Canadian songwriter Hayden helped set the scene for the less traditional approach of the indie folk scene through his early cassette releases and later his masterfully arranged solo albums. With a unique low voice and bittersweet, understated tunes, Hayden developed a sound both rusty and pristine over the course of an oeuvre beginning in the mid-'90s and outlasting the trends of all the eras that he passed through. Seventh album Us Alone finds a grown-up Hayden stripping down his arrangements to their core, relying on spare folk-rock instrumentation to support his increasingly astute and mature storytelling songs. Even with just eight tracks, Us Alone packs in volumes of highly personal reflections, told with a sense of poetry, humor, and awareness that sets the songwriter apart and explains the longevity of his career. Album opener "Motel" rides a haunted, syrupy rhythm reminiscent of the bare-bones drumming on Neil Young's Harvest. The song's low-lit feel doesn't completely match up with its slowly unraveling lyrics, which eventually tell the story of a crying baby who will only be quieted by a midnight car ride. "Just Give Me a Name" is a story of infidelity, told from the chillingly calm perspective of the betrayed. At first the narrator doesn't want any details except for a name, but as the song goes on, maybe an address or what time the guy gets off work might be helpful, too. These captivating story-songs are brightened by relatively subdued instrumentation, with so few extra elements in the mix that when the occasional harmonica or organ shows up, it feels monumental. The album's centerpiece, "Almost Everything," is a disarming autobiographical recount of Hayden's story, from the early days of opening for friends' bands to the birth of his daughter, with frantic international gigs and meeting his heroes touched on in the interim. It's a charming and open song, sung perfectly in his mumbly voice, imperfect but undeniably warm. Perhaps more than at any other point in his discography, Us Alone taps into that warmth and sweetness. Stripped down but nonetheless gorgeous for it, the album is an inviting combination of heavy themes and unassuming delivery, and easily some of Hayden's most colorful and intriguing songwriting.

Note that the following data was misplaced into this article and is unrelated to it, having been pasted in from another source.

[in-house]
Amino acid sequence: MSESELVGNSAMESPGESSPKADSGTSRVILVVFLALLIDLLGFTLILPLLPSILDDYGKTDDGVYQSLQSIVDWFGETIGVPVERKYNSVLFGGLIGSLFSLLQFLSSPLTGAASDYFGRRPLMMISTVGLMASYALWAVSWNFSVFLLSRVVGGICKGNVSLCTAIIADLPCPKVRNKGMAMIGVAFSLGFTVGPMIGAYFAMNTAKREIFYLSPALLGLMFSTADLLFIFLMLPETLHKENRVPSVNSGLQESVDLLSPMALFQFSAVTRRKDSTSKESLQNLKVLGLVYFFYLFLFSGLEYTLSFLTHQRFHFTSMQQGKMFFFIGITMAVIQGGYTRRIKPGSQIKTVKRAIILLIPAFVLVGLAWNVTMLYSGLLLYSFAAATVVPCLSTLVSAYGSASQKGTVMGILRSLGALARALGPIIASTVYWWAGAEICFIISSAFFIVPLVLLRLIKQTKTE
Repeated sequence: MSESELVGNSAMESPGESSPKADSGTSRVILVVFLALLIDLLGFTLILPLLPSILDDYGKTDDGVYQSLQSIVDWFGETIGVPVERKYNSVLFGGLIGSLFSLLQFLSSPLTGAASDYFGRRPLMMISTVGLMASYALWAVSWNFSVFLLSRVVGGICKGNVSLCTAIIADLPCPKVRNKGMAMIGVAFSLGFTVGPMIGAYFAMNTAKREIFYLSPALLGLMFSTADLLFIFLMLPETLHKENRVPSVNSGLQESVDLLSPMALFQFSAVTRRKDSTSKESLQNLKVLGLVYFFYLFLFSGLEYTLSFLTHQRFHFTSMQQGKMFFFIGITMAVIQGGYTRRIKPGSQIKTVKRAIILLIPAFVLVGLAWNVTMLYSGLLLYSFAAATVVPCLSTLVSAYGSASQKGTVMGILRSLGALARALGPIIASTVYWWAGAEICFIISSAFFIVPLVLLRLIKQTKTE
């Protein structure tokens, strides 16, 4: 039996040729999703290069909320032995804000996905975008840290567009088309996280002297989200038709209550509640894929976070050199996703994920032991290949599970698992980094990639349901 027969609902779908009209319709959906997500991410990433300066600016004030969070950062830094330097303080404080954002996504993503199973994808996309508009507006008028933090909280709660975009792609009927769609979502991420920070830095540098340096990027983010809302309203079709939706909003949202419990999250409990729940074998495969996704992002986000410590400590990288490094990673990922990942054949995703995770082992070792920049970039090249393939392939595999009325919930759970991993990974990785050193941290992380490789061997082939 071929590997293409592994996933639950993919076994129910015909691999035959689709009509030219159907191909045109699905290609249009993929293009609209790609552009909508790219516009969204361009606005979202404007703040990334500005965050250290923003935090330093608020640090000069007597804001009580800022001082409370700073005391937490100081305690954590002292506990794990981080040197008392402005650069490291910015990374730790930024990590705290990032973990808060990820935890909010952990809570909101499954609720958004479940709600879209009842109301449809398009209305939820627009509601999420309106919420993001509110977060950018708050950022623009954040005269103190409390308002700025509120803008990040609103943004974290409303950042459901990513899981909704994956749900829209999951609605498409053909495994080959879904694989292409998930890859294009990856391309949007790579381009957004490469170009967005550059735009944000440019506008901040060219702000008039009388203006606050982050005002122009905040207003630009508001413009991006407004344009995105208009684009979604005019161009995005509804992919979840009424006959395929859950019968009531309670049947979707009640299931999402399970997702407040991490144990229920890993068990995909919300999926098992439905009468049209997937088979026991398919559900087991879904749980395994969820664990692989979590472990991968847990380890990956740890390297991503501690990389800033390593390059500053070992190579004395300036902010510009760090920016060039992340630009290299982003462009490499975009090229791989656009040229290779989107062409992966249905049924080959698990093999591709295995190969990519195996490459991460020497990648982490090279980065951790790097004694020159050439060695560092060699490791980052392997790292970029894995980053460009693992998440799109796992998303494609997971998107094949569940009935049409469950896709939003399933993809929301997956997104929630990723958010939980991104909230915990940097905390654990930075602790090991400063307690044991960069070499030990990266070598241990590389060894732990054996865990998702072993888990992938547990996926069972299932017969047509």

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AllMusic Review by Fred Thomas